If you know of someone involved in a destructive conflict and you have become 'fed up' with trying to help them, the chances are that your approach has been more akin to a Parent-Child type of relationship in your support.

But that's fine, because it's ok to make mistakes.

Any mistake is an opportunity for learning.

Are you willing to reconsider your approach, to use effective questioning skills rather than keep trying to come up with a solution for the person. As if they are not able to find one for themselves?

All of the Principles of Effective Communication reflect an Adult-Adult approach to communication and support its application to Conflict Resolution.

And here's a great example of treating adults as adults and what happens when we expect and trust that people will behave in an insightful, intelligent way without the need to control their behaviour......




Connect with

Find CAOS Conflict Management on Google+



Return from Adult-Adult relationship not Parent-Child to Conflict Resolution page

New! Comments

Have your say about what you just read! Leave me a comment in the box below.

Are you experiencing difficulties communicating with someone? Perhaps at work with your boss, or your colleagues, or at home with your partner, children or other family members? Is there an unresolved conflict that you are struggling with?

Guide to Effective Communication and Conflict Resolution
Buy The Guide to The Principles of Effective Communication and Conflict Resolution for just $7, and learn the insights gained from the practices of Mediation and Conflict Coaching that can help you communicate better and create new ways to resolve your conflict.

There's also a FREE COPY of the e-booklet Listening, Summarising and Questioning - The Simple, Effective Skills of Conflict Resolution with every purchase of The Guide.

Some recent feedback on The Guide:

Dear Alan - I recently purchased The Guide which I think is excellent and highly useful in a personal and professional context. I am a teacher with the Skills Institute in Tasmania and I'm about to roll out communication training in Tasmania's only youth detention facility. I have an enormous amount of material regarding communication but none as succinct or as user-friendly as what you have developed.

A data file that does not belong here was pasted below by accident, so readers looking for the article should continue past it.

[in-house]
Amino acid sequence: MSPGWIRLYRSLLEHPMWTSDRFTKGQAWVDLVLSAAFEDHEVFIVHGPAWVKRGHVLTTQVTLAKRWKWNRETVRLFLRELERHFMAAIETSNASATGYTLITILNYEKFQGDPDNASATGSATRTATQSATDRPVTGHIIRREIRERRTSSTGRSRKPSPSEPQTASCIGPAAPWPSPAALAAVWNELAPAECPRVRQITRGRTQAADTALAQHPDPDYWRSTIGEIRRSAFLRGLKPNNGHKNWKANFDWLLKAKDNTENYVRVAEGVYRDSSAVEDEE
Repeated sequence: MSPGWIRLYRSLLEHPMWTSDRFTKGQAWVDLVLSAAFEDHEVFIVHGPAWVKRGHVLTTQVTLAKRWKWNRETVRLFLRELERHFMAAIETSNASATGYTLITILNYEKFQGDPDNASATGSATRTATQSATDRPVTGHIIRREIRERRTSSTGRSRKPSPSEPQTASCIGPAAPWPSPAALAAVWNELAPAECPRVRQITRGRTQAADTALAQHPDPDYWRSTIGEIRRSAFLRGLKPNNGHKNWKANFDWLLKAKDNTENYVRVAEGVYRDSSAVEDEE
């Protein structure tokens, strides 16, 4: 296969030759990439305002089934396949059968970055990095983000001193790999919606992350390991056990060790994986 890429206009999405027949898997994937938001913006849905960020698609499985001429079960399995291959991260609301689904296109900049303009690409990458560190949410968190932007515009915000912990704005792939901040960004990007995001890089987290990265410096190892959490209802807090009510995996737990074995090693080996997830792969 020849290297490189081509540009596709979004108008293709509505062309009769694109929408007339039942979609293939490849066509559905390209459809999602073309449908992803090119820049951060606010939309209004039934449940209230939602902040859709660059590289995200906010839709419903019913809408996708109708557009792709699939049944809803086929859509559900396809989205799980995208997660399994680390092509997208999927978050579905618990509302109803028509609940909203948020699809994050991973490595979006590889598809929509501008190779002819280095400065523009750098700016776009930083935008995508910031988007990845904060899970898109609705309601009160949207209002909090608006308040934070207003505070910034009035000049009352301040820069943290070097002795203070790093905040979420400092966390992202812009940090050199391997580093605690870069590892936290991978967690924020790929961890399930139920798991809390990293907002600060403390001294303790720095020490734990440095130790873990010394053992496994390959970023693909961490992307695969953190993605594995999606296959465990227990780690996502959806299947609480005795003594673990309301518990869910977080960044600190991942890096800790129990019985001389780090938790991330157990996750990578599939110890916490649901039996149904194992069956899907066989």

Clare Thompson
Teacher-Human Services Skills Institute - Tasmania


The Communication and Conflict website is referenced as a resource in the Yale University Resource Guide for Skill Development for its staff Individual Development Plan process.


Alan,

I work at a homeless shelter/rehab and I teach a class on community living. This is a new field of employment for me. I can use this site for ideas for the class I teach.

This is going to be very interesting and educational for myself as well as others.

This site is a big help. Thank you!

TM, Kentucky, USA


Alan Sharland, author of the Communication and Conflict website is Director of CAOS Conflict Management, where he has a blog called CAOTICA, please visit by clicking this banner and if you like what you see please subscribe to CAOTICA.
CAOTICA the CAOS Conflict Management Blog


Working with 'Bullying'? - This may interest you….

Hello Alan Sharland

Thank you SO MUCH for this article! It brings forward some very key points about the phenomenon of "bullying" which I have been pondering for some while. Among others, asking to what extent can/should the person on the receiving end of the bullying/perceived to be bullying take responsibility/initiate steps to shift the paradigm? How can this happen without implying that the recipient is somehow responsible for the bullying behavior?

Laurie McCann, Campus Ombuds, Univ Calif Santa Cruz


New E-Book Out Soon!
Sign up to be notified of publication of the upcoming e-book by Alan Sharland: 3-Cheers for Conflict-An Opportunity for Learning, Connection and Insight. Conflict Resolution Without Needing Others to Change
- Click on the image below to find out more:

3 Cheers for Conflict - an Opportunity for Learning Connection and Insight



Hi Alan,

You have put together an awesome web site with lots of fantastic materials.

John Ford - Managing Editor Mediate.com



Hi Alan, ..... your site is great. I've been reading all the material and have to say its already made a difference in how I sort out/manage some of life's little problems. JH - West London, UK



This article is the BEST article on questioning I have ever read and I'd like, with your permission, to pass it along to our mediators.Your examples of both genuinely open and 'not-so-open' with explanations are very insightful.

ML - Canadian Govt. Agency




Hi Alan

I have just spent hours on your site as I truly love the eclectic mix of reference material that you kindly share. From Gibran to Byron Katie and the fab youtube clips! I am making my free hugs poster as of now :-)

Anni with joyful smile :-)
Preston, UK